After the Revolution in Touch Computing Made Possible by Windows 8, Senior Care Corner?s New Tips for Selecting Computers for Seniors

After the Revolution in Touch Computing Made Possible by Windows 8, Senior Care Corner’s New Tips for Selecting Computers for Seniors

Senior Care Corner

Greenville, SC (PRWEB) October 30, 2012

The art of selecting a computer for senior loved ones was redefined going into the 2012 holiday season by Microsoft’s introduction of Windows 8 and the accompanying announcements of new computing devices utilizing the Windows 8 touchscreen capability. Among the beneficiaries are older adults and the family members seeking to demonstrate how easy it is to gain the benefits of going online and participating in social networking.

Reflecting this major change in product offerings, and both the opportunities and confusion that it may drive just as the shopping season begins, Senior Care Corner has developed new tips for those choosing computing gifts for senior loved ones.

“We’re thrilled by the opportunity the wide range of touchscreen devices offers to seniors previously unable to use or uncomfortable using computers” says Barry Birkett of Senior Care Corner. “We want to help family caregivers and other loved ones open new doors for older adults through the web and social networking.”

Considerations When Selecting Computing Devices for Seniors

Taking into account these points can improve the likelihood a device purchased for a senior loved one will provide enjoyment and other benefits well after a gift is unwrapped.

Consider how the device will be used.

    If intended for basic web access, reading e-books and document creation, there typically isn’t a need the fastest and most expensive processors or large amounts of memory.
    Applications such as home movie editing or game playing benefit from faster processors and greater amounts of both RAM and storage memory as well as larger screens or monitors.

Consider where the device will be used.

    When use is to be limited to a single location, such as a desk or table at home, desktop or all-in-one computers can be an economical way to buy any level of capability with the plus of greatest screen size optionality, both for touch and non-touch screens.
    If mobility is needed, whether within the home or for travel, a laptop, tablet or one of the new convertibles (laptops that convert to be used as tablets) provide the greatest flexibility but also tradeoffs between screen size and ease of portability.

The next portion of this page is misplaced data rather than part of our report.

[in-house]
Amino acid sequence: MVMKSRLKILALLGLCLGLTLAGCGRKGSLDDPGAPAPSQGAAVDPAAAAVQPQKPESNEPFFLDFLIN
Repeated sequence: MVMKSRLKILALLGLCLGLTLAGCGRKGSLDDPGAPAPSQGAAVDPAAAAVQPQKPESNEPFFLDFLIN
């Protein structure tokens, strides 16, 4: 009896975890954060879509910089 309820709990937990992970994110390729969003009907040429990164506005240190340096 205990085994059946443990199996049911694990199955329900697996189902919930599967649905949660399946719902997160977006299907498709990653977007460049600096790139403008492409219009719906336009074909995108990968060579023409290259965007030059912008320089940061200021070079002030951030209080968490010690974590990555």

Consider how the device will connect to the web.

    Use exclusively at home for those aging in place, the homes of family members, or other areas with Wi-Fi, including public hotspots, can mean that the built-in Wi-Fi capability in most portable devices should be sufficient.
    Devices used where Wi-Fi is not available, or if private or sensitive information (such as banking or healthcare data) is to be communicated or viewed over the web, cellular broadband capability should be considered. This is an option in many devices or may be added via USB attachment or portable hotspot from cellular companies. Note that many smartphones can be “tethered” to computers and tablets to connect them to the web.

Consider any physical limitations of the intended users.

    Larger screens may provide greatest access and enjoyment to those with reduced vision.
    Touchscreens, now widely available in all sizes with devices using Windows 8, may provide greatest access to those whose manual dexterity is limited, such as by arthritis or injury.

Consider compatibility with devices used by family and friends.

    File sharing, especially with documents, is often easiest with compatible devices.
    Family members providing “tech support” to seniors may be limited in their ability to address issues on devices that are not compatible with their own.

About Senior Care Corner

Senior Care Corner (on the web at provides solutions, information and tools to family caregivers and others who care for and about senior adults to help them improve the lives of the seniors in their lives. Their blog, biweekly podcast and bookstore address a wide variety of topics family caregivers can use to better understand the wants and needs of their senior loved ones.

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